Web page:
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SUCCESS, CHALLE HOMES TARGET EXCEEDED AGAIN! Once again, Northern Ireland’s housing associations have exceeded the output target set by the Department for Social Development. In the financial year that ended on 31st March 2006 associations purchased or started building 1,519 units of accommodation for letting to those in greatest housing need. The result is all the more impressive because the target had been substantially increased from 1,300 in 2004/05 to 1,500 in 2005/06. The Northern Ireland Co-ownership Housing Association added to the good news by enabling 504 households to gain a foothold in owner-occupation through its equitysharing scheme. Those eligible for the scheme cannot afford the full cost of purchase but have enough income to buy half and pay a modest rent on the other half. They are entitled to increase their equity share to 100% (in several stages or in one go) and 686 Co-ownership households took advantage of this to become full owner-occupiers in 2005/06. Achievement of these successes in housing association development is not easy, as the following three points illustrate. A serious problem for Co-ownership and the associations developing rented homes is the continuing steep

rise in the market value of existing properties and sites suitable for residential development. Competition from the private sector is intense, associations are not allowed to pay more than the District Valuer’s assessment and they must comply with many other rules laid down by the Department for Social Development (DSD). No housing association rented homes may be developed unless the Housing Executive has confirmed that additional accommodation of the proposed type is needed in the locality. The Executive will only certify this if it is satisfied that insufficient re-letting opportunities are likely to arise in existing NIHE and housing association stock to cater for the number of applicants in housing stress. If there are many vacant houses in the area the Housing Executive may take the view that no new social rented accommodation is required, even if significant numbers of high-pointed households are on the local waiting list. The process of consulting the community and obtaining planning consent is often time-consuming and sometimes problematic. Associations frequently face the dilemma that community groups and elected representatives prefer low-density developments but planning policy and the Department for Social Development’s capital grant system expect higher densities. Sadly, the development of housing for people needing supportive services has sometimes been hindered by illinformed comment or rumours. In such situations local Councillors can play a vital role by giving civic leadership and minimising the potential for misunderstanding.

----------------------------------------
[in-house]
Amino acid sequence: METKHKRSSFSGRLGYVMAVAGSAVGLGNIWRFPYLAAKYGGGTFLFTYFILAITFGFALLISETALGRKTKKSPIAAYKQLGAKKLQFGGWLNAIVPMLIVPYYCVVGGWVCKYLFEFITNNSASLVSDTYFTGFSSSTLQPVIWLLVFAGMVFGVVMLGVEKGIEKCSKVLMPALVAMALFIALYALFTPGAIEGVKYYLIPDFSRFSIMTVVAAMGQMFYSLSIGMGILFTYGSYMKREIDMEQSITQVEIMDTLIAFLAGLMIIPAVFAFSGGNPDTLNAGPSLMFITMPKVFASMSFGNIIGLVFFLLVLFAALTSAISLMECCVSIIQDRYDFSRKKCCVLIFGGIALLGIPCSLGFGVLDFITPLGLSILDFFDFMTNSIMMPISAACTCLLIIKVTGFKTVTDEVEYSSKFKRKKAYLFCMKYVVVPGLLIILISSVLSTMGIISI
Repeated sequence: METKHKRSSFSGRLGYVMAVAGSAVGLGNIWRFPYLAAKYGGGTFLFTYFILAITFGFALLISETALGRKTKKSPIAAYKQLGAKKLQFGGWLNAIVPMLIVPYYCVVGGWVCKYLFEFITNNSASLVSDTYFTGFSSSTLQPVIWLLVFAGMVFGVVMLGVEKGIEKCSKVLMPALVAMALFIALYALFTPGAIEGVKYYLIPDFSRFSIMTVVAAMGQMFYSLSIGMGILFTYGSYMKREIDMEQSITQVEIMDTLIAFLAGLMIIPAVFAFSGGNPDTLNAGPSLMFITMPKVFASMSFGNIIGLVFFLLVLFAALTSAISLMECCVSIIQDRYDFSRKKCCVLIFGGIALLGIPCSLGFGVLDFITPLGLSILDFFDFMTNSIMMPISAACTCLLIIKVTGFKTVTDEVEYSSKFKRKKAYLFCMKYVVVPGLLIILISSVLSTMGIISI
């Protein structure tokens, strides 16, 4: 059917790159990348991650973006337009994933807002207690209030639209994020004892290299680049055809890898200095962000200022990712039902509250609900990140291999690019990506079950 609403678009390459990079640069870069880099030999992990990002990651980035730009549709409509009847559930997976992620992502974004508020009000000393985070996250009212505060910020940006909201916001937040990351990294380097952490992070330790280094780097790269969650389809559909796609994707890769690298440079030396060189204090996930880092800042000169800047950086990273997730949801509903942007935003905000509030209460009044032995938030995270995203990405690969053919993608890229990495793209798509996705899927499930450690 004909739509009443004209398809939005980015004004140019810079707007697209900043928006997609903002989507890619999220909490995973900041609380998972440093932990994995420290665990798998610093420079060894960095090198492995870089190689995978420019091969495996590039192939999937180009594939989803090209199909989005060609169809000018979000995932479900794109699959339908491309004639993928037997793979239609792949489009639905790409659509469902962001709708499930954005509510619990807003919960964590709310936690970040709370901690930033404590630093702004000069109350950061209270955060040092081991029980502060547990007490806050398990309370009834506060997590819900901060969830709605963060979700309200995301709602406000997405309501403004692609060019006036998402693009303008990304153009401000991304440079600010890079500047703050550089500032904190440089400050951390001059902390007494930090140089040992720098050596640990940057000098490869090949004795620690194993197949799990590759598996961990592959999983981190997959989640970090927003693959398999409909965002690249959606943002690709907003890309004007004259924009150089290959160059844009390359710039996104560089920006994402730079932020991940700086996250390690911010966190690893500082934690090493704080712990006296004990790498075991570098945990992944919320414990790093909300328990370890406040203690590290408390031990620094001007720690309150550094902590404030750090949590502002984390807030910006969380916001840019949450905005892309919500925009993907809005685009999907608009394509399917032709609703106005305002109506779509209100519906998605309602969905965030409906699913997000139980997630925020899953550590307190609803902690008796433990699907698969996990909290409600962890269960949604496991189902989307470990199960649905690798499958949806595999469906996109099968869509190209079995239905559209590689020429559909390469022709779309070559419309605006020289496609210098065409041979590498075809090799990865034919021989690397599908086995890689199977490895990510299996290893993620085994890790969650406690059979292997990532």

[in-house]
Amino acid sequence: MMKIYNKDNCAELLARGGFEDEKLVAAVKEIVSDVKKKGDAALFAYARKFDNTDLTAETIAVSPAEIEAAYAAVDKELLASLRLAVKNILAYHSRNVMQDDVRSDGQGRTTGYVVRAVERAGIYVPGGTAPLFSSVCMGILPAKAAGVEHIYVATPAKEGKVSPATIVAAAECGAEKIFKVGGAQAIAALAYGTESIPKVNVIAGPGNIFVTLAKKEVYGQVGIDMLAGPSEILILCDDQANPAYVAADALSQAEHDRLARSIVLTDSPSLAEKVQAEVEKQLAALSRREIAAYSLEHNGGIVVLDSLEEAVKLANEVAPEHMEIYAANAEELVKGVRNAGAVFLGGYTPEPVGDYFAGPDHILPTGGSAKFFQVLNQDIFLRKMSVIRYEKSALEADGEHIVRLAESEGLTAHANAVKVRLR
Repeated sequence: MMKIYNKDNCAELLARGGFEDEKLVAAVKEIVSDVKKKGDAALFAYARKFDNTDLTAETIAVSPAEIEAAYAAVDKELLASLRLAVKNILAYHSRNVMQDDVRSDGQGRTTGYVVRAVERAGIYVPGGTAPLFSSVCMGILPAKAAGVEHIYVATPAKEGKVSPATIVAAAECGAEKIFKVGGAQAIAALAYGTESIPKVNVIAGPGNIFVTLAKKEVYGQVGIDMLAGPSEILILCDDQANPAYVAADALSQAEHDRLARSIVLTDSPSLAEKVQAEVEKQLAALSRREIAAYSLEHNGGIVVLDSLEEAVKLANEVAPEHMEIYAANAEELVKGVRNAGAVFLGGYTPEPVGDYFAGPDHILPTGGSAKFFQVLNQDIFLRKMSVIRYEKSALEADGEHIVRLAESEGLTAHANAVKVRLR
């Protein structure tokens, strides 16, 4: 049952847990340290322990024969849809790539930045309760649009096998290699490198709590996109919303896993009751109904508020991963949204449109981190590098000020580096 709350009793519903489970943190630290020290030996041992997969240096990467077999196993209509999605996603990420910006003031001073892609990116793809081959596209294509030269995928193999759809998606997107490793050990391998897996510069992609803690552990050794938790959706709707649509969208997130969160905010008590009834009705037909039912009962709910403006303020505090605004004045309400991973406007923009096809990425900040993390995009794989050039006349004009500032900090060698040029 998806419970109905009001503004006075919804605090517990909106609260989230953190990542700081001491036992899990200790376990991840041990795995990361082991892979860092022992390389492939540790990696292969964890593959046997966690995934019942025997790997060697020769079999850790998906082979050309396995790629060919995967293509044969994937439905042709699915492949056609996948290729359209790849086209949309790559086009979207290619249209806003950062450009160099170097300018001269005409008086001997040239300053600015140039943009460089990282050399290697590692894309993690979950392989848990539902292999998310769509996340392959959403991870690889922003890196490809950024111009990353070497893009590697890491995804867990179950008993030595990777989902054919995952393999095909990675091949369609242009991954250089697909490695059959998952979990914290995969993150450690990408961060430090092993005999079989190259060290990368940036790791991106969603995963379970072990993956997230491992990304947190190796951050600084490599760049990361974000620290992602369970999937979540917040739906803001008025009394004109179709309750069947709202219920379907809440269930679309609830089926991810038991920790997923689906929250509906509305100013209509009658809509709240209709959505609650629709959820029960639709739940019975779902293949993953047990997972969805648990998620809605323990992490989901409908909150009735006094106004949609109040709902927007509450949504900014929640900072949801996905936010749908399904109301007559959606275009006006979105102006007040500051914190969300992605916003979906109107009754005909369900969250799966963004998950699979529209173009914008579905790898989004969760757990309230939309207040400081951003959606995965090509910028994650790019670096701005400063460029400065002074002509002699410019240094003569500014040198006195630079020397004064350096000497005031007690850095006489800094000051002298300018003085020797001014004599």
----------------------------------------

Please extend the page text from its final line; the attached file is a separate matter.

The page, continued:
Effic In 2004 the government asked Sir Peter Gershon to recommend how public authorities could become more efficient while maintaining the quality of their services. His report indicated that more benefit could be obtained for taxpayers’ money, mainly by making smarter use of the huge purchasing power of public agencies. By working together to buy in greater bulk, Gershon expected public services to obtain better deals from firms wishing to sell them goods, services or capital works. Armed with this report, the Chancellor of the Exchequer promised more money for many public programmes but attached the condition that their efficiency would have to improve by 2.5% in each of the following three financial years. These rules apply to Northern Ireland as well as Britain. The government therefore expects the Department for Social Development to show efficiency gains of £1.7 million, £2.4 million and £4.5 million in the budgets for housing association activity in 2005/06, 2006/07 and 2008/09. Housing associations have always pursued efficiency so the Federation promptly requested full and open engagement with the DSD about the Chancellor’s initiative. Since March 2005 the Federation and Department have held numerous discussions and exchanged correspondence on how best to proceed. This dialogue has produced agreement on the following important points: • the aim of the exercise is to produce more and/or better housing and related services with the resources available; not to cut the budget • the clearest efficiency would be a reduction in the amount of capital grant (without significantly increasing rents) per home developed by housing associations

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ENGE & CHANGE iency Challenge • it is also valid for associations to record efficiency gains made inside their organisations, even if these do not affect the level of funding from the Department • although they are more difficult to measure, quality improvements achieved at no extra cost may be counted as efficiencies • all efficiencies must be capable of verification by auditors. Echoing general government thinking, the DSD sees great potential for efficiencies in the “bundling” of housing development projects. The Department expects building contractors to submit keener tenders in such a scenario because the successful firm would be awarded a series of contracts and thus secure continuity of work for several years. Since the scale of the whole housing association development programme is modest compared to major building projects, the DSD believes the benefits of bundling will be maximised if